(Reuters) - Provident Financial Plc stood its ground against a hostile 1.3 billion pound takeover bid by smaller rival Non Standard Finance Plc on Wednesday, saying it will focus on growing its banking business.
Vanquis Bank, headquartered in the heart of London’s historic financial district, has 1.8 million customers and accounts for more than half of Provident’s revenue.
The British subprime lender repeated a call to investors to reject a nil premium takeover bid launched by Provident’s former CEO and said it had a clear plan to map out growth and enhance performance across its divisions.
NSF said Provident’s statement “simply tells long-suffering Provident shareholders that they will get more of the same from an inexperienced team”, adding it had board members who were experienced in running a bank.
Provident, known for giving credit to people who do not meet the lending criteria of mainstream lenders, has been trying to revive its flagging share price after a mishandled restructuring of its home credit business, profit warnings, the loss of top management and the suspension of its dividend in 2017.
Canaccord Genuity analysts said they saw nothing in Provident’s defence to shake their view that the offer by NSF, set up only five years ago, was the best option for investors.
NSF’s offer has the backing of investors Neil Woodford, Invesco and Marathon who together hold over 50 percent of both NSF and Provident, which has also been under investigation by Britain’s financial watchdog.
Provident’s chief executive Malcolm Le May said it was firmly on the front-foot once more, and saw a bright future as a bank rather than a subprime lender, adding that a merger with NSF was “fraught with regulatory risk”.
“We are a banking and credit card business and we are PRA (Prudential Regulation Authority) regulated. We (have) built a board now which is essentially a bank board, not a home credit board ... I think that’s an important feature of the future.”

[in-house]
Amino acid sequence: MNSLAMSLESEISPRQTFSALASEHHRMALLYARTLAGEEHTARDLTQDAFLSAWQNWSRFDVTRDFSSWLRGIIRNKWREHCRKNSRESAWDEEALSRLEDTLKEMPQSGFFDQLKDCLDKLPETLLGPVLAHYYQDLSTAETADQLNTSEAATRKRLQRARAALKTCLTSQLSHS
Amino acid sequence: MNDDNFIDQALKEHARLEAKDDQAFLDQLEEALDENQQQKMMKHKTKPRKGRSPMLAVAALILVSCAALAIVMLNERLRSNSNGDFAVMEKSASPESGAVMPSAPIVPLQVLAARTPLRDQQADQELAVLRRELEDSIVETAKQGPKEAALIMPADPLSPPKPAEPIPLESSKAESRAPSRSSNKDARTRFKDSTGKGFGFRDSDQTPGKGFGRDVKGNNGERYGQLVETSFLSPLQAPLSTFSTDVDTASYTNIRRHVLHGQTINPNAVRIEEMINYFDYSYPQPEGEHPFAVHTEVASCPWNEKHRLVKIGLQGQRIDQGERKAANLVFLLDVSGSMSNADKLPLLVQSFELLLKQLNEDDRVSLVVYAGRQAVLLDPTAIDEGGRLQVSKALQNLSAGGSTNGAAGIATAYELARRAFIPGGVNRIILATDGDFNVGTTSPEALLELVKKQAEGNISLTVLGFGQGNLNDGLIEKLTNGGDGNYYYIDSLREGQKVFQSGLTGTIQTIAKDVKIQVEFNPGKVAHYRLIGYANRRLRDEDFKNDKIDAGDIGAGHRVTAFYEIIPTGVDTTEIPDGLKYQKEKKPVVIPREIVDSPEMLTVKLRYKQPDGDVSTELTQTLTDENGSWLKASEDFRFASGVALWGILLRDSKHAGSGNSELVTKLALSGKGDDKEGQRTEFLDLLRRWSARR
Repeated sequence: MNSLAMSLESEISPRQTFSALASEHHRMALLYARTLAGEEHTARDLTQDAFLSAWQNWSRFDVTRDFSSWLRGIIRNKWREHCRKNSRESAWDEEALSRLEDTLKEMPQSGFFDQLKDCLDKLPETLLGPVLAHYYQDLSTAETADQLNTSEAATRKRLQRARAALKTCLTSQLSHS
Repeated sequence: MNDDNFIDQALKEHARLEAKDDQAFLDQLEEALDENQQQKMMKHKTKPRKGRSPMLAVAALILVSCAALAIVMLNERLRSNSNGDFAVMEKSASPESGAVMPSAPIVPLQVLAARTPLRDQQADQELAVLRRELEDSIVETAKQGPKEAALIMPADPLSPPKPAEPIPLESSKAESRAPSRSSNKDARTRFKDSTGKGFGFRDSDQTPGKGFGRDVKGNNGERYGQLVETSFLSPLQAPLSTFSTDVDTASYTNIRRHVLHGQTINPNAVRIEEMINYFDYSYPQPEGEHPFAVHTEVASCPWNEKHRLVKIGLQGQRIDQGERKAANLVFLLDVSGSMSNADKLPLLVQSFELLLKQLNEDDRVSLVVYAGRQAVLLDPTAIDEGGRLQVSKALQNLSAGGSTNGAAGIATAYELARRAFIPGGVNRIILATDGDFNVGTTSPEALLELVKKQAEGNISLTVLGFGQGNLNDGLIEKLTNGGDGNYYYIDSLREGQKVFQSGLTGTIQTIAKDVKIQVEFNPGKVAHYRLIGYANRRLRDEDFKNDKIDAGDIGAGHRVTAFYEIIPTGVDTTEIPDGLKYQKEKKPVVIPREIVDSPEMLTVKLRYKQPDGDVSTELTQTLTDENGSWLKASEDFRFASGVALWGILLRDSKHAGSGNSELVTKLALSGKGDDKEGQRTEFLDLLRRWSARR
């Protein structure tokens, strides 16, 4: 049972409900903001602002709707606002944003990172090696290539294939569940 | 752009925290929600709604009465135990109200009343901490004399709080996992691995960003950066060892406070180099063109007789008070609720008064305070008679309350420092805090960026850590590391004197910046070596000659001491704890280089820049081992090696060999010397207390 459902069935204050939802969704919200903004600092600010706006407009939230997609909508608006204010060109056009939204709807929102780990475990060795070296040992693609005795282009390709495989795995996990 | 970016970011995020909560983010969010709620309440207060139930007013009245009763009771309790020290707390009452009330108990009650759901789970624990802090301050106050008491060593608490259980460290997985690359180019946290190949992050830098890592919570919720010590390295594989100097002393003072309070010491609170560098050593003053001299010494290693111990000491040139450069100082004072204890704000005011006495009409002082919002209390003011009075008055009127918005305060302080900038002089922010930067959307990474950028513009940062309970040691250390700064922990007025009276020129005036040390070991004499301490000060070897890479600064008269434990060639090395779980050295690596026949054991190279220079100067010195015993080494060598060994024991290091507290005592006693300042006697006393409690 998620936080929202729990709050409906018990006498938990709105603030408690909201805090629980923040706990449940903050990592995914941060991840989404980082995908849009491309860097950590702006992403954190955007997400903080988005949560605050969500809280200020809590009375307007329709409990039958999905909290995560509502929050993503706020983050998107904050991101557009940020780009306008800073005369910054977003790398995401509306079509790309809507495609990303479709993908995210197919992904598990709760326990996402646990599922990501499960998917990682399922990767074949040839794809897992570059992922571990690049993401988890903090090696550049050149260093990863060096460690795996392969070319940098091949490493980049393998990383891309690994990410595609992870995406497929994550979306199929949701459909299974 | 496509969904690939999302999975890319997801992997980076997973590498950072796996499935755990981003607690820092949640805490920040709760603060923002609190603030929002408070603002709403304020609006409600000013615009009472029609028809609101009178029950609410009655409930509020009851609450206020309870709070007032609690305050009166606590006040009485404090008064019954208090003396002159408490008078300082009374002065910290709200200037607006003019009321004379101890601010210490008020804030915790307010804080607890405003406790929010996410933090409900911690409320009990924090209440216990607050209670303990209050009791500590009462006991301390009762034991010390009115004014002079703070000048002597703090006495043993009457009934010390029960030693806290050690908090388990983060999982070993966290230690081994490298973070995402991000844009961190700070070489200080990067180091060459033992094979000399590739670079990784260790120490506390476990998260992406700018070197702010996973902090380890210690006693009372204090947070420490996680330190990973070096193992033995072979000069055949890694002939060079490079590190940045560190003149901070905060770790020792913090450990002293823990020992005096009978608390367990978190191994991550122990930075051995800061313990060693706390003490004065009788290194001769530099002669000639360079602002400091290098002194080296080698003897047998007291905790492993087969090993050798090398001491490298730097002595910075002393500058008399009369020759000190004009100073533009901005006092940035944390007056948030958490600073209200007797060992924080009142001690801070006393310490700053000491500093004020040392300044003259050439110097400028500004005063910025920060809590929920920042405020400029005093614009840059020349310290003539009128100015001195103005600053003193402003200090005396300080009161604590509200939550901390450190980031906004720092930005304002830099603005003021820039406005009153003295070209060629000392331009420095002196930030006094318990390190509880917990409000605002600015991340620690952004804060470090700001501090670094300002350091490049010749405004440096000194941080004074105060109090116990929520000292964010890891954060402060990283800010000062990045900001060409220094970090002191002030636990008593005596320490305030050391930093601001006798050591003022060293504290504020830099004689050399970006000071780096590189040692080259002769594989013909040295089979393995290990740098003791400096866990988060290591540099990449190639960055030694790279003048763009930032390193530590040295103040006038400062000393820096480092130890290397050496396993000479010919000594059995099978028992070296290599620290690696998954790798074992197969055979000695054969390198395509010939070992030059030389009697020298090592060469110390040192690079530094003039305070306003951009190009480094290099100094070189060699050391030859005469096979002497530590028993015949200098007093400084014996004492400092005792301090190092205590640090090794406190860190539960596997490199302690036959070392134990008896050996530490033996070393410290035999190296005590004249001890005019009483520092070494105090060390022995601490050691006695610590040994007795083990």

Provident’s shares, which have risen by more than 16 percent in the days since NSF’s offer, were little changed at 597.8 pence at 1218 GMT.
Provident, which last year raised 169 million pounds from shareholders to compensate customers after an investigation into its Vanquis Bank Repayment Option Plan, said it had resolved outstanding regulatory issues and strengthened its relationship with customers, regulators and other stakeholders.
It will shortly name a managing director and chairman with retail banking and consumer finance experience for Vanquis Bank, it said, adding it needs to work more closely with regulators.
The firm also said its car financing unit Moneybarn had made significant progress with the Financial Conduct Authority (FCA) on the redress payable after an inquiry into affordability.
“I am trying to either persuade shareholders that we should carry on as is ... or make sure I find a solution that improves the deal for them,” Le May said.
Provident said its consumer credit unit (CCD) had started a voluntary redundancy programme which was expected to reduce headcount by about 200 in CCD’s central support functions.
Le May did not comment on further job or cost cuts, but said there were “significant” cost challenges ahead.
Reporting by Noor Zainab Hussain in Bengaluru; Editing by Sinead Cruise/Alexander Smith and Emelia Sithole-Matarise